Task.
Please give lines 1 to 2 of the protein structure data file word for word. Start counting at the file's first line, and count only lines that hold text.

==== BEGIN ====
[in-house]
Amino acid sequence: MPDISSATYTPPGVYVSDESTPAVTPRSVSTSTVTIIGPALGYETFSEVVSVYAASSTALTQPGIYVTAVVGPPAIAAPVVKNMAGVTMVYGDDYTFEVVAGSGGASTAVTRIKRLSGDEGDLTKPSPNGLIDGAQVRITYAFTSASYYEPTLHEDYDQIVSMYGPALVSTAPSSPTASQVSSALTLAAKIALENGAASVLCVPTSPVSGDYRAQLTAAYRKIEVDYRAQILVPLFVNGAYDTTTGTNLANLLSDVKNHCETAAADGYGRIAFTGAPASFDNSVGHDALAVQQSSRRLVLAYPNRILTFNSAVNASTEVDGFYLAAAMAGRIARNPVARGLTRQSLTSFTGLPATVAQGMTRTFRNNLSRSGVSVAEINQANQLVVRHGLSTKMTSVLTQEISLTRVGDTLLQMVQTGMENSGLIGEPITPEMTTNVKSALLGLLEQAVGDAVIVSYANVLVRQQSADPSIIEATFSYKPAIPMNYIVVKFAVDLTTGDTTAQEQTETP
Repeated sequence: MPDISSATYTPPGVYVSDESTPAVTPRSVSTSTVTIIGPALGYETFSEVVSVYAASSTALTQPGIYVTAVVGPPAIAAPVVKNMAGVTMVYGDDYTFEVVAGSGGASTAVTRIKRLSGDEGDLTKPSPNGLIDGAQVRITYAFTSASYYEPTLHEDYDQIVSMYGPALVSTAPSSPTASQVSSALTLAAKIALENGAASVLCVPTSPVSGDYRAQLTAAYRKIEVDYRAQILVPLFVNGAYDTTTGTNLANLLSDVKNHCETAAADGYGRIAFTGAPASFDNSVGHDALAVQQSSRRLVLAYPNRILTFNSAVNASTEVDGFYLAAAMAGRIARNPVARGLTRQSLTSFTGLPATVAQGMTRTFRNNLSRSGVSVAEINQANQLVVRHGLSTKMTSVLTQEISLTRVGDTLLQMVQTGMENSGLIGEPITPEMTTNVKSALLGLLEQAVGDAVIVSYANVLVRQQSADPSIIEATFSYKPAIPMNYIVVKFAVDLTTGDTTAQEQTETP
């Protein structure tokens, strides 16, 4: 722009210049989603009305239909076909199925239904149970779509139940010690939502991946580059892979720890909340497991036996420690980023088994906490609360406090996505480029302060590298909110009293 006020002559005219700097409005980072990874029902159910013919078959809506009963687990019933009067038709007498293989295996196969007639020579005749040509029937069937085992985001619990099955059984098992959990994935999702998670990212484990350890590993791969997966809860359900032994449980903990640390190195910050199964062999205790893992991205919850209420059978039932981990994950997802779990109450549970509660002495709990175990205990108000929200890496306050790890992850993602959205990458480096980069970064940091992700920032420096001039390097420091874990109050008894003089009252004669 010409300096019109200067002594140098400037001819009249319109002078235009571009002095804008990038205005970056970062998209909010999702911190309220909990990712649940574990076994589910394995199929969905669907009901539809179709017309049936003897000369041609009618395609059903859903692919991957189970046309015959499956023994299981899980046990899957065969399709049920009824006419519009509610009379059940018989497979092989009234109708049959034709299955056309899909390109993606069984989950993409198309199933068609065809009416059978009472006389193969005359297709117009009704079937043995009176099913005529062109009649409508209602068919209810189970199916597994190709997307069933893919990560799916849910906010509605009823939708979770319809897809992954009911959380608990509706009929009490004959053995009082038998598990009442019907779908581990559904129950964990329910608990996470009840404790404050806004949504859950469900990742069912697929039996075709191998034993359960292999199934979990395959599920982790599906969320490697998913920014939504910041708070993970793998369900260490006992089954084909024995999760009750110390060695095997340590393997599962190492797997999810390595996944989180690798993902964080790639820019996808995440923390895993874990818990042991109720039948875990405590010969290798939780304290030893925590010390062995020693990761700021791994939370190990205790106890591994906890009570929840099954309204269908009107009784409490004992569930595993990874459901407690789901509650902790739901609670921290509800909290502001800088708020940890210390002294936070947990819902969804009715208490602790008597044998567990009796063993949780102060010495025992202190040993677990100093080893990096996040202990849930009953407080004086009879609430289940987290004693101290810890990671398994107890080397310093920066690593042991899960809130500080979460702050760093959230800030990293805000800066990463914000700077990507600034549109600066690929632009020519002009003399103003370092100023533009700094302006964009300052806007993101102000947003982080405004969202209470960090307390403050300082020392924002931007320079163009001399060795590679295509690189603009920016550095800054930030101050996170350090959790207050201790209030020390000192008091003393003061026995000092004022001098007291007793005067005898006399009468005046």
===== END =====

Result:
[in-house]
Amino acid sequence: MPDISSATYTPPGVYVSDESTPAVTPRSVSTSTVTIIGPALGYETFSEVVSVYAASSTALTQPGIYVTAVVGPPAIAAPVVKNMAGVTMVYGDDYTFEVVAGSGGASTAVTRIKRLSGDEGDLTKPSPNGLIDGAQVRITYAFTSASYYEPTLHEDYDQIVSMYGPALVSTAPSSPTASQVSSALTLAAKIALENGAASVLCVPTSPVSGDYRAQLTAAYRKIEVDYRAQILVPLFVNGAYDTTTGTNLANLLSDVKNHCETAAADGYGRIAFTGAPASFDNSVGHDALAVQQSSRRLVLAYPNRILTFNSAVNASTEVDGFYLAAAMAGRIARNPVARGLTRQSLTSFTGLPATVAQGMTRTFRNNLSRSGVSVAEINQANQLVVRHGLSTKMTSVLTQEISLTRVGDTLLQMVQTGMENSGLIGEPITPEMTTNVKSALLGLLEQAVGDAVIVSYANVLVRQQSADPSIIEATFSYKPAIPMNYIVVKFAVDLTTGDTTAQEQTETP